Jul 20 2019

The Calculating Stars by Mary Robinette Kowal

The Calculating Stars starts with a bang. Elma York, Kowal’s protagonist and first-person narrator says that she and her husband had flown up to the mountain cabin that he inherited for stargazing, “By which I mean: sex. Oh, don’t pretend that you’re shocked. Nathaniel and I were a healthy young married couple, so most of the stars I saw were painted across the inside of my eyelids.” (12) At times, Elma has a very 2010s voice for a 1950s character. Marital bliss is soon interrupted by a catastrophic event.

Although the National Advisory Committee for Aeronautics has, in the book’s world, put three satellites into orbit by March 1952, they do not yet have the technology to search for asteroids whose orbit could intersect with Earth’s orbit. (In my timeline, systematic cataloging objects greater than 150 meters in size whose orbits implied a possible collision with Earth began just after the turn of the 21st century.) Geologically speaking, that’s less the blink of an eye. Unfortunately for most of life on Earth, the cosmos blinks and drops a large meteorite into the Chesapeake. Washington and Baltimore are obliterated. Congress was in session. In early chapters of the book, it’s not known whether the entire US government is wiped out, or whether a cabinet secretary of some sort might yet be found to assume the reins of power.

Elma and Nathaniel both work for NACA; he is an engineer, and she is a computer. That is, she is a person who sets up the equations for many of the tasks of space flight, and then does the calculations with pencil paper and slide rule. Electronic computers are starting to come on line later in the book, but they are not entirely reliable and prone to overheating. They had both been at Los Alamos for Trinity, so when they see the light of the meteor’s entry they immediately think that it is an atomic bomb. The radio’s continued operation tells them that there had been no electromagnetic pulse, so it’s not an atomic attack by the Russians. Nathaniel comes up with the idea of a meteorite just before the earthquake’s shock wave hits their cabin. And levels it, just after they have gotten to the relative safety of a doorframe.

As physicists, they know what is coming next. “’The airblast will be what … half an hour late? Give or take?’ For all the calm in his words, Nathaniel’s hands shook as he opened the [car] passenger door for me. ‘Which means we have another … fifteen minutes before it hits’ … All I knew for certain was that, as long as the radio was playing, it wasn’t an A-bomb. But whatever had exploded was huge.” (p. 16) They drive a bit down the mountain — they are already on the lee side — and take shelter under an overhang. Still, the airblast blows out most of their car’s windows and knocks the car itself halfway across the road. Trees are laid out like the Tunguska event.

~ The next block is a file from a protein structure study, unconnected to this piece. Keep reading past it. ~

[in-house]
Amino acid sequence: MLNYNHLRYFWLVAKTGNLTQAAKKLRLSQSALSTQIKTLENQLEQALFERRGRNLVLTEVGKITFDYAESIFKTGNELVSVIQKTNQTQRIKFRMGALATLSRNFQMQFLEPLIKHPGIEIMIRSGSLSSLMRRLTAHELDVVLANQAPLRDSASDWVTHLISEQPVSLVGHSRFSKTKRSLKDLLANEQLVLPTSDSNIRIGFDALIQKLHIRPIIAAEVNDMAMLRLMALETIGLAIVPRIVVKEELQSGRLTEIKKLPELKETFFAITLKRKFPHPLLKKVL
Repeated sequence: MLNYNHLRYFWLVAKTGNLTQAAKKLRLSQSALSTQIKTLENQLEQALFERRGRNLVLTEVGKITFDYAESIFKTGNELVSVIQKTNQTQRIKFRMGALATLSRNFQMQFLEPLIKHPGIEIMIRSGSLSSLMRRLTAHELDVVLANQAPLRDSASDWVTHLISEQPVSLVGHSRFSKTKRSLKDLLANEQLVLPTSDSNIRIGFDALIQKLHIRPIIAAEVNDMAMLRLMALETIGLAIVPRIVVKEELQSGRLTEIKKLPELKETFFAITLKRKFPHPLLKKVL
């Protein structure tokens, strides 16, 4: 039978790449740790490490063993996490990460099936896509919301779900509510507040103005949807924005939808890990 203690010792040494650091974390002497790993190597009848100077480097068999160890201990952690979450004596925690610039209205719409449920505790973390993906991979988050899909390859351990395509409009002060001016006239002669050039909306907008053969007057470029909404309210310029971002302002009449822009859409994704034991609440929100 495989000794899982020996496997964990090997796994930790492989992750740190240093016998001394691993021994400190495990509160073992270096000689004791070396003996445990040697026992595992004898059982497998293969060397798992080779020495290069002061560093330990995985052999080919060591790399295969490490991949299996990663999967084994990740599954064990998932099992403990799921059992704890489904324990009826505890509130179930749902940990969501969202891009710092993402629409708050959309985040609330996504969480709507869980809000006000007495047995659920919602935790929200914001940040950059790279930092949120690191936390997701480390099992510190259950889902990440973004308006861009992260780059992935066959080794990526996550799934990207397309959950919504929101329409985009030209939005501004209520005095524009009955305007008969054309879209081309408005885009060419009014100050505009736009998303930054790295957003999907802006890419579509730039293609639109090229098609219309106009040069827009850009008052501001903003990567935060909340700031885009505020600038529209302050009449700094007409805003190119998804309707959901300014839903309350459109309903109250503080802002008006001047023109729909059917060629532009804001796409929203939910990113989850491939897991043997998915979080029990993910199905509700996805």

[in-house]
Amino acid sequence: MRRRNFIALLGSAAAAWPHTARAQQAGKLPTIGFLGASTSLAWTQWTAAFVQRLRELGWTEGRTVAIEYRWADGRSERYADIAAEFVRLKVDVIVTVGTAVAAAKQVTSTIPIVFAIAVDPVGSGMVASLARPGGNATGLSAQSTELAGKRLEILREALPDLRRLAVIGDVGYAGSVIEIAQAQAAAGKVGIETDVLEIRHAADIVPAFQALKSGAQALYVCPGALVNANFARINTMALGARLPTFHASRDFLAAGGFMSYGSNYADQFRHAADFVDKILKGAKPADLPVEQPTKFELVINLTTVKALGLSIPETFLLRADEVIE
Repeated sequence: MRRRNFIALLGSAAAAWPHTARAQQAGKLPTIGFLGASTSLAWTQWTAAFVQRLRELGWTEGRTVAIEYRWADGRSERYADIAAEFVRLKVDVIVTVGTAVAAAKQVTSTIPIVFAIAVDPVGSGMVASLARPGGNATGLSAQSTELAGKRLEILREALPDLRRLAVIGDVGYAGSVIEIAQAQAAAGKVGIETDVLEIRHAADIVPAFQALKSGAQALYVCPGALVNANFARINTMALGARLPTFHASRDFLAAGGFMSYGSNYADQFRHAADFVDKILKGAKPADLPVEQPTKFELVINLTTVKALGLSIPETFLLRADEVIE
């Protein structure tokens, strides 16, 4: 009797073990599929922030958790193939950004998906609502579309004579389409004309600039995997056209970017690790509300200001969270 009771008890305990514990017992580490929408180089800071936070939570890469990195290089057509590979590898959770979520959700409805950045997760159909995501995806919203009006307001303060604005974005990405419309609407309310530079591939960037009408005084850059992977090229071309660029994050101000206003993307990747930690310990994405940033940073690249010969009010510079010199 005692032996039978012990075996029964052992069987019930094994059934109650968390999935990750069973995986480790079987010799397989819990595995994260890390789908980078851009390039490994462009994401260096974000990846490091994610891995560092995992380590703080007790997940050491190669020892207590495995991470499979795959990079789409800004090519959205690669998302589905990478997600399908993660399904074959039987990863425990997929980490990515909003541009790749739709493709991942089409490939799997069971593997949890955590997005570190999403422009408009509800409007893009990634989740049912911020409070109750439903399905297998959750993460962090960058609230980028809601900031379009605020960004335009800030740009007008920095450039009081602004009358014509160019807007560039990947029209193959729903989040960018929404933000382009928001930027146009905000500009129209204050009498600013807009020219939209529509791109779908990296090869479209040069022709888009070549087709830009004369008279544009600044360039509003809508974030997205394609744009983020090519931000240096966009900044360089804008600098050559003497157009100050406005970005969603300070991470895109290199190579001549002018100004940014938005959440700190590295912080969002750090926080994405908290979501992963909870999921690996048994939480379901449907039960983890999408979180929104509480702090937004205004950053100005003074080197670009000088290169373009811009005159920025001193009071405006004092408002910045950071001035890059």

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Jul 19 2019

Welcome to Lagos by Chibundu Onuzo

Welcome to Lagos begins well outside of the Nigerian metropolis, at a hot and dirty army outpost somewhere in the Niger delta: oil country, but also rebel country. Serving under a corrupt colonel and terrorizing local people is not what Chike Ameobi signed up for the army to do. After twelve months as an officer in that region of bad rations and pointless conflict, he’s had enough. During a nighttime raid, he and Private Yemi Oke leg it into the brush. It’ll be death if they get caught by either rebels or army, or possibly even just the local people, but death could come for them just as easily on patrol, or if the colonel finds out they weren’t shooting at civilians like the rest of their unit. On their way out, they discard parts of their uniforms. Then they hope for the best.

Early the next morning, they surprise a young man at a vulnerable moment. Chike and Yemi take him hostage, pressuring him to take them to the main road. “Whenever Chike described what happened next, he began by saying it was mythical. … He saw a girl appearing as if from the tree itself, her legs sprouting from the bole, her arms fro the brambles, her hair a compost of twigs and leaves.” (p. 21) She runs smack into their hostage, who improbably calls himself Fineboy; there is a brief tussle and then she faints. Her name is Isoken, she has gotten lost from her parents, and says she was attacked during the night by a group of men who wanted to rape her. Isoken leads them to a village where she has an uncle, but it turns out the uncle is not much better than the night gang. Four of the novel’s five main characters are now assembled. Oma, the fifth, joins them on the crowded bus to Lagos, wedged in the front seat with Chike. She is fleeing a husband who beats her.